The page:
I need a gift for my husband's great aunt. She will be visiting this year for the holidays. She doesn't eat sweets and I don't really know much about her. What is a good gift for an elderly woman?
To many of our senior citizens, things like stationary, STAMPS, and neat pens are a luxury. You could put them in a basket. Gift certificates for a store around her home. If she is a member of your family, how about a family picture of you.
These are just a few suggestions that I have used.
My boyfriend just recently met my Grandmother. We were driving on the way to see my Aunt and when we stopped at a local gas station for drinks, he purchased a couple of lottery tickets and gave them to her. She was thrilled!
Living on a severe budget she doesn't buy frivolous things like lottery tickets. If she doesn't have an aversion to a little gambling, it might put a little spark in her smile.
A great gift would be a lap blanket or a shawl to put around the shoulders.
For the elderly aunt, if she likes to read, get her a book in large size print. Or if her eyesight is bad or she prefers not to read, an audiobook would be nice. Do you keep in touch with her on a regular basis? If so, how about stationery with a book of stamps included or a phone card so she can call you without worrying about the cost
Homemade canned goods (fruits, vegetables, etc.) with a pretty material topper (check, lace) seem to go over well. Useful and decorative at the same time. Also pretty frames with family pictures.
If she has friends/relatives living out of state, a prepaid phone card would make a nice gift. I give books of stamps (especially the ones for Breast Cancer Research).
How about some nice scented candles? Who wouldn't like the aroma? I make them myself which adds a little more sentiment!
A pair of warm gloves or a warm scarf would be nice as a winter gift. Older people quite often feel cold.
What about knitting or having someone knit her a shawl, or slippers or a small afghan she can use to cover her lap/legs
while watching TV. Or perhaps a frame and take a picture of her with your family during the holidays to put in the frame, which she will be able to take back with her to remember her visit.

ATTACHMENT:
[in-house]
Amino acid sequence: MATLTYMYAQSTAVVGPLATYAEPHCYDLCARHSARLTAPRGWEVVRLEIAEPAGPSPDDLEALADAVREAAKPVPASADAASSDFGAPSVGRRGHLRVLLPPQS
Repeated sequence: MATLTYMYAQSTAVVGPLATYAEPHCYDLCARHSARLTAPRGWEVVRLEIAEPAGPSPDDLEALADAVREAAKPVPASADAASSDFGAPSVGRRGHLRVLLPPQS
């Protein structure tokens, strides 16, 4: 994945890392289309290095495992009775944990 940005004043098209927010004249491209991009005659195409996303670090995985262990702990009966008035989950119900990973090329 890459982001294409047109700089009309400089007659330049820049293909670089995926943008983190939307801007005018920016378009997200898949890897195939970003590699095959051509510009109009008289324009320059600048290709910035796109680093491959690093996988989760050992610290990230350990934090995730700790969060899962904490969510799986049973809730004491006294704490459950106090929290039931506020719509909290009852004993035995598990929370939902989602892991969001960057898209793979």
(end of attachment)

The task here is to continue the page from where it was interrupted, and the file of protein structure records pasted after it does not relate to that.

Does she like parakeets? Check out this website for the cutest little "pet" parakeets ever. They are plastic, but very lifelike and lots of fun. I am going to give one to my next door neighbor who is 94! They have other birds too. www.backyardbirdsandgardens.com/
My grandma is a tea maniac.Last Christmas I got her a transparent kettle and an assortment of blooming tea,which is a compressed ball of tea that turns into a gorgeous flower as it steeps.It will surely impress her friends as well LOL
a few additions:
pre-made cookie mix in a jar
Pre-made cookie dough ( frozen in balls, ready for baking)
Pretty bookmarks with scripture encouragement.
Handmade scripture cards with a small stand that they can change on a daily basis.
CD's of music favorite from their younger days
Most of The older generation still like to contact people by pen and paper. They also pay bills. So stationary, a nice pen, and stamps are good ideas. So is nice hand lotion like neutrogena. Perhaps a magnifying glass also.
First of all, what do you mean by "elderly"? I'm 79 and still going to gigs with a musician boy friend so I can do rock n' roll dancing. I do all my correspondence on my computer and even pay all bills that way. The contemporary "older" woman is quite different from what I am seeing in all the hints about stamps, shawls and candles. Take the time to find out about hobbies or collections (dragons anyone?) For those with very low incomes (many of us!) how about a gift card to a favorite grocery store?
That's a good point. That original question was posted nearly 20 years ago and I think that the definition of "elderly" trended a bit younger back then. Some older people are very active and some are pretty sedentary. You have to know your audience to select a good gift, no matter what their age.
Many older folks have downsized their homes to apartments or even RVs and prefer to keep their belongings at a minimum. I would suggest giving experiences rather than physical belongings. This has the added benefit of giving you an opportunity to spend extra time, which might be appreciated as older people often feel isolated as their contemporaries pass on.
Also, most retired people are living on a tight budget so might appreciate gift certificates to help with everyday expenses. It could be for something useful like groceries, or something extra like a hair appointment, movie tickets or a gift card to a department store.
Hope this helps!